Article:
- Oil Viscosity (the thickness of the oil). Viscosity is a measure of an oil's propensity to flow. The thicker the oil, the slower it flows (the higher the internal friction within the oil molecules). A typical engine oil with an ISO rating of 100, will have a viscosity of 1,200 centistokes (cSt) at 5 degrees Celsius (a cold start condition), but will have fallen to 30 cSt at 70 C (a running engine). you can see that the viscosity is almost a factor of 10 times lighter (it flows almost 10 times easier) This means that the thinner oil will escape more easily through clearances such as across the pump gear sets, big end bearings, timing bush (or bearing),and the OUTSIDE (fixed) diameter of the timing bush.

- Wear across rotating components. This includes the big end bearings, and their journals, the timing bush (or bearing) and its journal, the oil pump end plate, and inner face the gears run against, the gear teeth and the mazak housing. As these clearances increase, the oil finds it easier to leak away Remember: Flowing fluids take the path of least resistance. Like us; we all take the easiest path!

- Temperature. Internal clearances become greater as the engine heats up. This includes the big end bearings, and their journals, the timing bush (or bearing) and its journal, the oil pump end plate, and inner face the gears run against, the gear teeth and the mazak housing.

- operating pressure; The greater the pressure, the greater the leakage rate. However not relevant in your instance, as the pressure is falling because:

The engine warms up / eventually reaches operating temperature. The temperature increase causes the oil to thin dramatically, which increases the internal leakage rate from every potential location. It also causes the pump volumetic efficiency to fall further as well (pump flow reduces). The raised engine temp also causes the dynamic (operating) clearances to increase at the same time, which further increases the rate of internal leakage(s)

How do you notice the rise in internal leakage (and probable reduction in pump output flow)? - the oil pressure falls!

If you increase the revs, the pressure will increas a little, as you have increased the pump output flow.

Th relief valves in our bikes are set to approximately 50 psi. You only see this pressure on the gauge when the rate of pump output flow exceeds the rate of internal leakage. When the engine is hot and the oil is many times thinner (slips away easily) and the clearances are greater (larger leakage paths), the oil pressure falls as the internal leakage rates increase. When (if) you have no pressure, then the leakage rate exceeds the pump output flow rate. 10 psi seems to be an acceptable pressure when the engine is hot; 0 psi would worry me!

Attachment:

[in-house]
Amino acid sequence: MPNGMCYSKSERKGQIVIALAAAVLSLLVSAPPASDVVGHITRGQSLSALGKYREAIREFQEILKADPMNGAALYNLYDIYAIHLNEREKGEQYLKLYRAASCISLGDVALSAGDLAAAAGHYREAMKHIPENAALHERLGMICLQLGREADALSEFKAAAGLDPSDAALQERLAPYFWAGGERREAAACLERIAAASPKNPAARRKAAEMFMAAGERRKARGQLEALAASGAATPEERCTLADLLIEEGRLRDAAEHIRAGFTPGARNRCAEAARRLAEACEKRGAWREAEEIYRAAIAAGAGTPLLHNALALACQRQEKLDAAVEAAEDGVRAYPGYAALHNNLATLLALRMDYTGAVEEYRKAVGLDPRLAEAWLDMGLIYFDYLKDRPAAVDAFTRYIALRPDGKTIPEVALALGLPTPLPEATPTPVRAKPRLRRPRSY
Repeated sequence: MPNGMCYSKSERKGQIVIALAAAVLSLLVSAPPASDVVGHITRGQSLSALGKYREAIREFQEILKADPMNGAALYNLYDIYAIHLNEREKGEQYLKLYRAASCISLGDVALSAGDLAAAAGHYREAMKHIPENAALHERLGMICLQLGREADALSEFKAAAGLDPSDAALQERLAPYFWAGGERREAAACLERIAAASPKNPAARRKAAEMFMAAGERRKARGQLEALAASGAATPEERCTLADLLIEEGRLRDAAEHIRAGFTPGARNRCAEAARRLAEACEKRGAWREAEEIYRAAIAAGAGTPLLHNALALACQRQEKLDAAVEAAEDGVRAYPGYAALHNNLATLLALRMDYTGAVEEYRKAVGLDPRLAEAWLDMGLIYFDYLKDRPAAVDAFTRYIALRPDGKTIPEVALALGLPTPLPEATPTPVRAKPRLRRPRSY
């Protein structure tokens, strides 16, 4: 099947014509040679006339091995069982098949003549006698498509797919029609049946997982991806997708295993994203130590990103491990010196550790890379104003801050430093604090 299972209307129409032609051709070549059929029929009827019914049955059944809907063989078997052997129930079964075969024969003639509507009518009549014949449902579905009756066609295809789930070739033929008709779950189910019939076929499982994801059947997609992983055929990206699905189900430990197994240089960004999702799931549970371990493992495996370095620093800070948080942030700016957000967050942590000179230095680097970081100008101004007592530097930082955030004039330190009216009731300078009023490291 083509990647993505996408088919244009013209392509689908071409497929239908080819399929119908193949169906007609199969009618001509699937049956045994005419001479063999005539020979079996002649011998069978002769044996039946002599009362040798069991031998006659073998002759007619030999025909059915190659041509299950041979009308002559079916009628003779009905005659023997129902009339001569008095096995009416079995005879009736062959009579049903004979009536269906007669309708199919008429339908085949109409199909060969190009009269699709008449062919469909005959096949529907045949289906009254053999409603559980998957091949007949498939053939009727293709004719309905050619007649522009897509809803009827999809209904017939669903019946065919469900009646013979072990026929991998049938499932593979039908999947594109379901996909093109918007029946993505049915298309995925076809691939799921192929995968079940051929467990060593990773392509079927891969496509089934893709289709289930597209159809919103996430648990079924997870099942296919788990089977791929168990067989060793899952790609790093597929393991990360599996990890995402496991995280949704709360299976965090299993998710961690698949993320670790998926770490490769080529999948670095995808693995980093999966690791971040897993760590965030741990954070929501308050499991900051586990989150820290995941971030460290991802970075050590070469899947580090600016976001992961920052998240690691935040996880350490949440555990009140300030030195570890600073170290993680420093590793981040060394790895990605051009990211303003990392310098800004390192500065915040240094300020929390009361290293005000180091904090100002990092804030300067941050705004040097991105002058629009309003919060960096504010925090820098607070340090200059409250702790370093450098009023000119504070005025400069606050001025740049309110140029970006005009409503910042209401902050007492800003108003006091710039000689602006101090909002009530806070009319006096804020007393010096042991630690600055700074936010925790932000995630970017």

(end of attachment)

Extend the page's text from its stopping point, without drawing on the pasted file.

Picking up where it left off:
I would check the integrity of the oil seal delivering oil to the quill as well.  If the wrong type of seal has been fitted, then it could fail at apressure less than the 50 psi you will get when cold. Many lip seals are not rated beyond 15 - 20 psi; the lip will tear or turn inside out. Further, the (static) OD of this seal is as critical as the lip. Oil could be leaking past if the crush is not sufficient, and a sealing compound has not been used.

Note that the scavenge side of the A10 pump has a theoretical fow of 5.8 l/min @ 6,000 rpm. With volumetric efficiency of 85%, the flow will be 4.9 l/min. This is approximately 30% more flow than the crankshaft delivery section.

Tthe pressure filter installation has the advantage of controlling the oil cleanliness to the bearings. However, as the filter blocks, it will reduce pressure to the bearings. Hopefully the element has a bypass valve. This means that when the pressure on the dirty (upstream) side of the filter reaches the setting of the bypass valve (say 15 psi), the bypass valve opens and unfiltered oil flows through, to the bearings. However, oil pressure downstream of the filter (but upstream of the crankshaft bearings) will always be 15 psi less, than upstream. As the engine wears, and leakage increases, this could result in no pressure at the bearings.

Don't use a non bypass element, as it could block to the degree that there is no pressure at the crankshaft, even at cold start.

I fit a filter to the return line.

Hope this helps,

Richard

Offline A10Boy

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Re: More BSA oil pressure problems. A real puzzle
« Reply #14 on: 24.07. 2013 15:25 »
Great post Orabanda!

Re PRVs
I know form several builds where I have used SRM PRVs that they do have a variance in the thread width [while within spec sir] as do the case threads. You can get leakage past the threads between the two "halves" of the PRV and the cases which would increase with temperature as the oil viscosity decreases. Perhaps you could measure the internal thread in the case as I have done and ask SRM to sort through their PRVs to find a match, or at least one on the high end of the spec tolerance. They have done this for me before quite happily.

Just to clarify, was anything done to the engine between when it had higher oil pressure and now, or did it just happen one day?

Musky is to be complemented on his marvelous oil pressure, however I don't believe his numbers are representative of the typical A10 engine. These engines are well known to have low OP at idle when hot as were most engines of the era.
Regards

Andy

1960 A10 - Black Golden Flash
Plus
1974 Kawasaki Z1a
Yam XJR 1300